quarta-feira, maio 16, 2018

"most large organizations can’t and don’t change as fast "

Arrisco enveredar por uma linguagem que não aprecio para dizer que só em Portugal é que se acha que as empresas grandes são eternas, talvez por causa da protecção do estado, talvez por causa do nosso crony-capitalism militante. Ainda há dias, "Empresas. Quando ser grande não impede a queda ou a falência".
"why should great companies falter? This is perhaps one of the greatest surprises in business, for if any organizations should succeed and endure, why shouldn’t it be the ones with the most resources and the largest customer bases, not to mention most cash and the broadest global reach? The answer is that they may not be the ones with the best ideas!
Somehow in the process of becoming successful, large, and global, the policies, practices, and habits that worked so well in stable conditions, and which were quite necessary for largeness, also rendered these organizations non-adaptive. Confronted with rapid change, they are not organized to respond adequately; again and again we have seen companies grow huge and then struggle to sustain their market position because their very hugeness inhibits their ability to adapt.
When markets change and new ideas take hold, as they inevitably do, most large organizations can’t and don’t change as fast. Instead, newer, more nimble competitors capture market share by innovating where the entrenched giants cannot. Well, actually it may not be true to say that they cannot. But for whatever reason, and although they certainly could, they usually do not.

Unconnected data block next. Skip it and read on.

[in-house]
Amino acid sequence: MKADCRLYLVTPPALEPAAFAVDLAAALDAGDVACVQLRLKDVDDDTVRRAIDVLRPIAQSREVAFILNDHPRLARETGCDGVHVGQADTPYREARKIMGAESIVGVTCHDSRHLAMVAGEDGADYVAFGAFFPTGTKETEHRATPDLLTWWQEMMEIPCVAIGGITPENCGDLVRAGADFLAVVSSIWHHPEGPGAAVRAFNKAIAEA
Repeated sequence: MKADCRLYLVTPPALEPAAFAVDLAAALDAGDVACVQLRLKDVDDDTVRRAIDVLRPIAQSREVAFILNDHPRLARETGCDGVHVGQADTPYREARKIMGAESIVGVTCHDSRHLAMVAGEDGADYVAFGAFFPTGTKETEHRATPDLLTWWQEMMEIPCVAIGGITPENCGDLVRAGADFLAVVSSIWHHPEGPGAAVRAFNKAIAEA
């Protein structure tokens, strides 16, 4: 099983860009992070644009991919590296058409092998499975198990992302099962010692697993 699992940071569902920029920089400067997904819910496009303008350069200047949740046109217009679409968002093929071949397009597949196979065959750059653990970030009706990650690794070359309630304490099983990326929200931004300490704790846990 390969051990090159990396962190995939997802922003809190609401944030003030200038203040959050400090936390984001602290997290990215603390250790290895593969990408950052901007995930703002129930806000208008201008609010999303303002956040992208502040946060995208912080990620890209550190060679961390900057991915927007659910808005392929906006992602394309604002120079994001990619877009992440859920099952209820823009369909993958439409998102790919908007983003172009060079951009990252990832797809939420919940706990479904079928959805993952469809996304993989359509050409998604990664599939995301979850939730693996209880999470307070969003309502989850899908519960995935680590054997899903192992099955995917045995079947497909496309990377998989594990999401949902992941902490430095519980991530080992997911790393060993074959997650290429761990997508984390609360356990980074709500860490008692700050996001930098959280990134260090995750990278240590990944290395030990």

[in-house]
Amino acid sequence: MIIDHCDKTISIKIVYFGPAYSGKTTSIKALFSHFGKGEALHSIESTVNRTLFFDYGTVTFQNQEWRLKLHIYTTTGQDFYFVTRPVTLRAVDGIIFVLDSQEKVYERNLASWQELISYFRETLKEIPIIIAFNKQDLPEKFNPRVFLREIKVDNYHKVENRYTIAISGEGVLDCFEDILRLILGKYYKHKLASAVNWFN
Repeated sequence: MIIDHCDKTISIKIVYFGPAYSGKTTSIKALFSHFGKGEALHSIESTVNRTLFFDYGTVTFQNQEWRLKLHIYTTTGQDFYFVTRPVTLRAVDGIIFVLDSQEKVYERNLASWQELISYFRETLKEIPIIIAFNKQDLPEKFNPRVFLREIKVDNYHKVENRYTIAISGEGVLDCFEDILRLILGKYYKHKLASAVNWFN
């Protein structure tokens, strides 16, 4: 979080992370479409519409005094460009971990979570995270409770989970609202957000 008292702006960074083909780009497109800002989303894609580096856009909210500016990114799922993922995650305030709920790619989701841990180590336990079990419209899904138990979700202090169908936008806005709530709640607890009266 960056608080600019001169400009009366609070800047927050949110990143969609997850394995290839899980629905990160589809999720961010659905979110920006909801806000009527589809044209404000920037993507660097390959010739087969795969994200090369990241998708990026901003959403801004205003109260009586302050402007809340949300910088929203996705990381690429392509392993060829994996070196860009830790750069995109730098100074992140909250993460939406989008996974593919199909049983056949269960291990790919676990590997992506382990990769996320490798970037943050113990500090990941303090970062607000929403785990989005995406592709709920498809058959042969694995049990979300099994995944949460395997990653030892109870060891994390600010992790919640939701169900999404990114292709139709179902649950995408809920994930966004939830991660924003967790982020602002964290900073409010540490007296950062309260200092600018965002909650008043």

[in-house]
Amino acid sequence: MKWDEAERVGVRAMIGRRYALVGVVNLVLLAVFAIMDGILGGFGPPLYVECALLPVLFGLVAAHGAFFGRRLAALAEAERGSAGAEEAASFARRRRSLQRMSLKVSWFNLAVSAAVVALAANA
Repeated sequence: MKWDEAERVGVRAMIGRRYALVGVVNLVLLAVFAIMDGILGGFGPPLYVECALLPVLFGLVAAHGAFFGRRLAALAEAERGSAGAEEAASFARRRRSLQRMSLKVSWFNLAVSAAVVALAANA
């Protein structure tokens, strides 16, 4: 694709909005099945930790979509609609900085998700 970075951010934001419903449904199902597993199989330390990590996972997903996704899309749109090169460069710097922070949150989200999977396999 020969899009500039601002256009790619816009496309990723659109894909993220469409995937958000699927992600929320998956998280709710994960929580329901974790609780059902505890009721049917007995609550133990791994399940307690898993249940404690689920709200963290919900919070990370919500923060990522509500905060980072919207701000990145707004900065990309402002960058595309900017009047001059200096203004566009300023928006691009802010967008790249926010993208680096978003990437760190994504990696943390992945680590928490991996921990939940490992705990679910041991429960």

The most compelling is that there’s a gap between the reality of accelerating change and our understanding of what’s really happening. Simply put, too many leaders have a flawed mental picture of the market because they don’t grasp the magnitude and impact of change, and they underestimate its importance to their own organizations. They manage as though markets were stable when they’re anything but; they create slow, hierarchical organizations that concentrate power, emphasize standardization, and seek conformity, when innovation and creativity would serve them - and their shareholders - far better. And these errors are compounded by an analytical thinking style that promotes fragmentation, and causes them to lose sight of the big picture."
Trechos retirados de "Permanent Innovation" de Langdon Harris.

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